‘New’ money comes from the monetisation of a Members personal data. Pepsi wants to advertise to you, well inside ImagineBC they will compensate you for the use of your data to find you and for you time to watch the ad. Verizon wants you to complete a survey, same thing, you get compensated. In this scenario Pepsi and Verizon are winners because they still get to target their advertising, but the consumer will have a more positive response to the add because of the increased intrinsic nature of the transaction. The Member wins because they have received fair compensation for the use of their personal information and time. And finally, our comedian wins because they are now being fairly compensated for their creativity. Oh, and of course ImagineBC wins because it made its fixed 10% fee on the transaction.

Of course, there is no such thing as a scenario where everyone wins. So, who loses in this ecosystem? The answer is, the tech giants. In 2019, USD 235 bln dollars was spent on advertising in the US alone. That advertising is target to us based on data collected about us by the tech giants. How much of that windfall did we receive? Nothing! Well, with ImagineBC, the Members would receive 90% of that money.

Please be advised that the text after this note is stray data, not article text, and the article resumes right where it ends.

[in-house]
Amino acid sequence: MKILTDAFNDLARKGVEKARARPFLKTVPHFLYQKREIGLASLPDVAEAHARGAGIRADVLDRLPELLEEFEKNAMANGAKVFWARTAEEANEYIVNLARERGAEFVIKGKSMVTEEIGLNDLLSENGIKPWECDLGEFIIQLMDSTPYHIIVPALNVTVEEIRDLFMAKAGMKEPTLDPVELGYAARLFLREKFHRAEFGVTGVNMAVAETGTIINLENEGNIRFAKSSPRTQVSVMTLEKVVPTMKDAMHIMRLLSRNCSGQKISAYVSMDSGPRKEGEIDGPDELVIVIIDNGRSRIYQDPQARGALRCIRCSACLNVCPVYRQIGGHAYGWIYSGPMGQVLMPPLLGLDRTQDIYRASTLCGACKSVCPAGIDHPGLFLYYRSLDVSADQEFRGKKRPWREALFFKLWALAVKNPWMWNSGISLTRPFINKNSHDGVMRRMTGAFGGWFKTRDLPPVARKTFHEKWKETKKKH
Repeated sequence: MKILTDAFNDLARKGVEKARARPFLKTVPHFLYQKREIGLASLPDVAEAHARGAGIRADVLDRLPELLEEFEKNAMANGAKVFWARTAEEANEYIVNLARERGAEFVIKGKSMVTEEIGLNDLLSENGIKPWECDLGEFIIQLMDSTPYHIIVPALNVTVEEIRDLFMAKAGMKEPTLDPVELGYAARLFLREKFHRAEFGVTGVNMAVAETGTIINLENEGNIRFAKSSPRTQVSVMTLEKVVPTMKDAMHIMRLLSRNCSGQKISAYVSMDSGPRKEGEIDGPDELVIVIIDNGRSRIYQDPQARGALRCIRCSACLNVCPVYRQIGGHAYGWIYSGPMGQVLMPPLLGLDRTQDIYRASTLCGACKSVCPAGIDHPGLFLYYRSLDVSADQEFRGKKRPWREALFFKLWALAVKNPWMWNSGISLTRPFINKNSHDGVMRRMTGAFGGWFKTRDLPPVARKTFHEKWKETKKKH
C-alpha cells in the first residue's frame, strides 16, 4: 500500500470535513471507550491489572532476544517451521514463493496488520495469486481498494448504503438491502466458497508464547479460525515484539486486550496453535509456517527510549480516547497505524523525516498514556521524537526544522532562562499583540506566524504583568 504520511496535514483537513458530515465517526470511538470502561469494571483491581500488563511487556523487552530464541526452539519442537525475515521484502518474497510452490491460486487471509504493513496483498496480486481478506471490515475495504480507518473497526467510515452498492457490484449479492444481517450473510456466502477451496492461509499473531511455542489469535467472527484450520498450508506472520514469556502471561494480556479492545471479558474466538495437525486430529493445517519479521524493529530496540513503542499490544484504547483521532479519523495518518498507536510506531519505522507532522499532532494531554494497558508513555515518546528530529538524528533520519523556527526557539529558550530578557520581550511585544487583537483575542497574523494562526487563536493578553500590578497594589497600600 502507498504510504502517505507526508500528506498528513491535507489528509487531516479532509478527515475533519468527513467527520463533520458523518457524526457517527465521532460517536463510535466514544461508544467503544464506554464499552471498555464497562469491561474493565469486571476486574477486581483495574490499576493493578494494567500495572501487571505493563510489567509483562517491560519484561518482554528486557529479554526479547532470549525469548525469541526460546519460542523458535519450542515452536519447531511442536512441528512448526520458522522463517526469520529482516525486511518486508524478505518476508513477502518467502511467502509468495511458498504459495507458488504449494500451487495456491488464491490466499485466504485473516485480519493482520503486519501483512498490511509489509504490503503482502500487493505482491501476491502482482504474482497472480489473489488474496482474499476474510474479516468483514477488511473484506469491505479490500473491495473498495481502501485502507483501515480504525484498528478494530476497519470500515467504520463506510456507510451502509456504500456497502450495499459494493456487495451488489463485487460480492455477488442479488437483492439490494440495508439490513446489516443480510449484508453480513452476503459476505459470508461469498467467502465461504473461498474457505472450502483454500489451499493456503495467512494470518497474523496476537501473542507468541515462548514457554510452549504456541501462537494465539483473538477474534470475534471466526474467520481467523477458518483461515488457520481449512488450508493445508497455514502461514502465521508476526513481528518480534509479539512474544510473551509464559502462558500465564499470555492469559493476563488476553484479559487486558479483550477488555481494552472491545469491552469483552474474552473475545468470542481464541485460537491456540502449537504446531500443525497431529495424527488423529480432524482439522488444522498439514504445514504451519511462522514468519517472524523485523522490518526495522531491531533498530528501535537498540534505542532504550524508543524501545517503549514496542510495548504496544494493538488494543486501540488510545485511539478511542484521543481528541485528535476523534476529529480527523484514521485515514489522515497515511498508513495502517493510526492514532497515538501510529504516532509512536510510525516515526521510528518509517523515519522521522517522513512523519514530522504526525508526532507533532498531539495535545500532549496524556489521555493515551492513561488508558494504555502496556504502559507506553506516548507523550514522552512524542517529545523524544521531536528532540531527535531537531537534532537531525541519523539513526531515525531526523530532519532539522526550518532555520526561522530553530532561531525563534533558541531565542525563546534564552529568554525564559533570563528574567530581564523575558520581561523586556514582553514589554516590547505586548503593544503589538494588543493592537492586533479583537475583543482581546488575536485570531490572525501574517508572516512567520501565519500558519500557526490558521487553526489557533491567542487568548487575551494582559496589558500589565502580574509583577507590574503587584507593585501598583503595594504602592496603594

The final question we typically get asked is, ‘How do you begin to build such as community’. Well for ImagineBC the answer is through creators. Everyday you read how the YouTube community is getting more upset with the lack of transparency around how YouTube chooses to compensate contributors. ImagineBC is focusing on existing YouTubers who understand the advantages a platform like ImagineBC gives them towards income generation. Through these early adopter creators, ImagineBC hopes to start building the size of the Member community and enhance awareness of the community. Drip, drip eventually leads to a gusher. ImagineBC has the staying power to keep fighting this fight on behalf of everyone.